The book is certainly Fleming’s longest and James Bond doesn’t even make an appearance until about a third of the way in The structure of the book means that by the time 007 is finally introduced we are definitely ready for him as the set-up is often rather ponderous. When they came to making the film, the second James Bond movie by EON Productions, they did away with this long exposition as well as change some smaller details – such as handing the plot over to SPEC TRE rather than SMERSH – and Bond is thrown into the plot without the entire plot being revealed.
Sent to Istanbul, where Fleming had visited to research the book, Fleming’s writing easily evokes what the city was like in the 1950s, taking Bond on a taxi ride from his hotel across the city to the local secret service man’s headquarters. He is also taken to the spice bazaar, where we get a taste of the local cuisine; and a gypsy camp where another meal is sampled along with plenty of raki, a Turkish liquor similar to ouzo, and where he witnesses and fight between two gypsy girls who are fighting for the same lover. The fight is interrupted when the camp is attacked, apparently by the Bulgarians. Kerim, Bond’s contact in Istanbul, goes in revenge and shoots the leader of his rivals.
All this is a sideline to the real show, which is to meet a pretty KGB cipher clerk who claims to have fallen in love with Bond’s photo from the files they have on him and wants to defect. Of course it sounds far fetched and a trap is suspected. However, the bait on offer is the SPEKTOR decoder, which would allow the British to intercept Russian coded traffic. The SPEKTOR coding device was based on the Enigma machine, which Fleming was familiar with due to his wartime intelligence role and his links with Bletchley park during the war. During that time he had hatched a plot to capture the Enigma – operation Ruthless – to get the Naval machine. Although given the go ahead the plot never took place.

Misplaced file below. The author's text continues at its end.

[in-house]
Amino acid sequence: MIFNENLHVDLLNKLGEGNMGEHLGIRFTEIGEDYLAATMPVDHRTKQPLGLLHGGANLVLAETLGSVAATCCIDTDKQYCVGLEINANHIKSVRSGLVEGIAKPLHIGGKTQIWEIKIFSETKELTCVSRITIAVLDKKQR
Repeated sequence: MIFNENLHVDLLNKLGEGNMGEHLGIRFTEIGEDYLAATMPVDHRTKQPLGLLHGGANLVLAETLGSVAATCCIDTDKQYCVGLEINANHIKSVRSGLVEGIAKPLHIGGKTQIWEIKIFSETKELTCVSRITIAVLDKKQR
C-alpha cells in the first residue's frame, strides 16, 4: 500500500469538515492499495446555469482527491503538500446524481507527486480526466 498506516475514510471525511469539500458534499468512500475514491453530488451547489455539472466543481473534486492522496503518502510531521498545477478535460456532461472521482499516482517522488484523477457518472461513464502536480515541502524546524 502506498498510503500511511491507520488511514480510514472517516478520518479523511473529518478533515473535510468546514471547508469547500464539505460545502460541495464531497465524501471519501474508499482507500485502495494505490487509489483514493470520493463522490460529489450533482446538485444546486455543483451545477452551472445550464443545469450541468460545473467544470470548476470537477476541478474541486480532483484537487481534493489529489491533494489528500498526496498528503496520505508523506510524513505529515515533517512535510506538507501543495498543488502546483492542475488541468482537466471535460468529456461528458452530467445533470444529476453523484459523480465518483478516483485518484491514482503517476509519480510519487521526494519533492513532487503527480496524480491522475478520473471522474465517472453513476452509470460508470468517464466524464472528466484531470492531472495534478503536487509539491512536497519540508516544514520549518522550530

Bond spends a few days in Istanbul waiting for the girl to make her move. When she finally does, he is surprised to find her in his hotel bed dressed in nothing but a black velvet choker; they make love without knowing that behind the mirror of the honeymoon suit are two Russian cameramen capturing all on film as part of their plot.
The girl – Tatiana – has already planned on how to leave Istanbul – aboard the Orient Express. While Bond isn’t so keen to do so, she insists and is fairly unsurprised to find that there are a number of Russian agents on the same train when they leave. On board the train the atmosphere is sometimes claustrophobic as it chugs relentlessly through eastern Europe on its way to Paris.
When Captain Nash joins the train Bond is irritated that he has been sent an assistant, but puts up with him. It is only when it is too late that he finds out that Captain Nash is working for SMERSH and turns out to be their chief assassin, Red Grant. Sat in their carriage while the girl has been drugged, James Bond faces one of the most difficult foes he has had to face. While he has a few tricks up his sleeve, so does “Captain Nash” in the shape book with a built in pistol; when they enter the Simplon tunnel he plans on squeezing the trigger, with the noise from the tunnel disguising the gun’s retort. Of course James Bond comes out on top, but when making his rendezvous in Paris he is poisoned; the last we see of James Bond is his vision fading as he loses consciousness and many readers thought that Fleming had put an end to James Bond.
In summary while many people claim that the book is the best James Bond book, the truth is that it takes too long to get going and the first third of the book just isn’t gripping enough. However, as well as being Fleming’s most ambitious book, it is probably also his most traditional novel as the majority of his books throw the reader straight into the action and then take a look at what had happened to get to that point in time.